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            The mechanisms and functions of spontaneous neurotransmitter release.

             Ege Kavalali (2014)
            Fast synaptic communication in the brain requires synchronous vesicle fusion that is evoked by action potential-induced Ca(2+) influx. However, synaptic terminals also release neurotransmitters by spontaneous vesicle fusion, which is independent of presynaptic action potentials. A functional role for spontaneous neurotransmitter release events in the regulation of synaptic plasticity and homeostasis, as well as the regulation of certain behaviours, has been reported. In addition, there is evidence that the presynaptic mechanisms underlying spontaneous release of neurotransmitters and their postsynaptic targets are segregated from those of evoked neurotransmission. These findings challenge current assumptions about neuronal signalling and neurotransmission, as they indicate that spontaneous neurotransmission has an autonomous role in interneuronal communication that is distinct from that of evoked release.
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              NO as a signalling molecule in the nervous system.

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                Author and article information

                Contributors
                Journal
                Front Cell Neurosci
                Front Cell Neurosci
                Front. Cell. Neurosci.
                Frontiers in Cellular Neuroscience
                Frontiers Media S.A.
                1662-5102
                03 May 2017
                2017
                : 11
                Affiliations
                1Department of Physiology, Institute of Pharmacology, Polish Academy of Sciences Kraków, Poland
                2Institute of Zoology and Biomedical Research, Jagiellonian University Kraków, Poland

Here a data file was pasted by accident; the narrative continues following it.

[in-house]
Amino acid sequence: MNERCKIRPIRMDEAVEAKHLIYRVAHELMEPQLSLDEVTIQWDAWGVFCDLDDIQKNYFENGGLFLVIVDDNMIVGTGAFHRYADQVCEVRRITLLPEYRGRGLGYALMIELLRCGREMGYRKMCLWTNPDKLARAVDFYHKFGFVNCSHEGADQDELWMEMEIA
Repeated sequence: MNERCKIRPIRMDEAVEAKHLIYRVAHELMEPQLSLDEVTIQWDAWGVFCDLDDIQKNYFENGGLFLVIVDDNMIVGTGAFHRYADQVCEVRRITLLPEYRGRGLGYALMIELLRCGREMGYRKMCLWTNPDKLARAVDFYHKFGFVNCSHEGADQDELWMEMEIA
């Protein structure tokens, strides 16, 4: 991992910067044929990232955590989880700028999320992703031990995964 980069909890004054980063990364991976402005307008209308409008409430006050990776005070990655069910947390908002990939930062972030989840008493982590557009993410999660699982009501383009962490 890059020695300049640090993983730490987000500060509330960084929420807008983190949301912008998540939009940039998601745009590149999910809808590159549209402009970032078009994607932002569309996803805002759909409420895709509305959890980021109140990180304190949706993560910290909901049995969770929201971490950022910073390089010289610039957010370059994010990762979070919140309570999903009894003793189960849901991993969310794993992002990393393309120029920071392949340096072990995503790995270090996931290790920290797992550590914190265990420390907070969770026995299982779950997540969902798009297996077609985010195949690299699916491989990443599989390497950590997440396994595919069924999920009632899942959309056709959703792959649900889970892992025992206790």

3Department of Neurobiology, Institute of Pharmacology, Polish Academy of Sciences Kraków, Poland
                Author notes

                Edited by: Andrea Barberis, Fondazione Istituto Italiano di Technologia, Italy

                Reviewed by: Amiel Rosenkranz, Rosalind Franklin University of Medicine and Science, USA; Annalisa Scimemi, University at Albany, SUNY, USA

                *Correspondence: Krzysztof Tokarski ktok@ 123456if-pan.krakow.pl
                Article
                10.3389/fncel.2017.00127
                5413825
                Copyright © 2017 Kusek, Tokarska, Siwiec, Gadek-Michalska, Szewczyk, Hess and Tokarski.

                This is an open-access article distributed under the terms of the Creative Commons Attribution License (CC BY). The use, distribution or reproduction in other forums is permitted, provided the original author(s) or licensor are credited and that the original publication in this journal is cited, in accordance with accepted academic practice. No use, distribution or reproduction is permitted which does not comply with these terms.

                Page count
                Figures: 6, Tables: 1, Equations: 0, References: 37, Pages: 10, Words: 7752
                Funding
                Funded by: Narodowe Centrum Nauki 10.13039/501100004281
                Award ID: 2012/07/N/NZ4/02687
                Categories
                Neuroscience
                Original Research

                Neurosciences

                stress, mipsc, hpa, pvn, corticosterone, glutamatergic, gabaergic, mepsc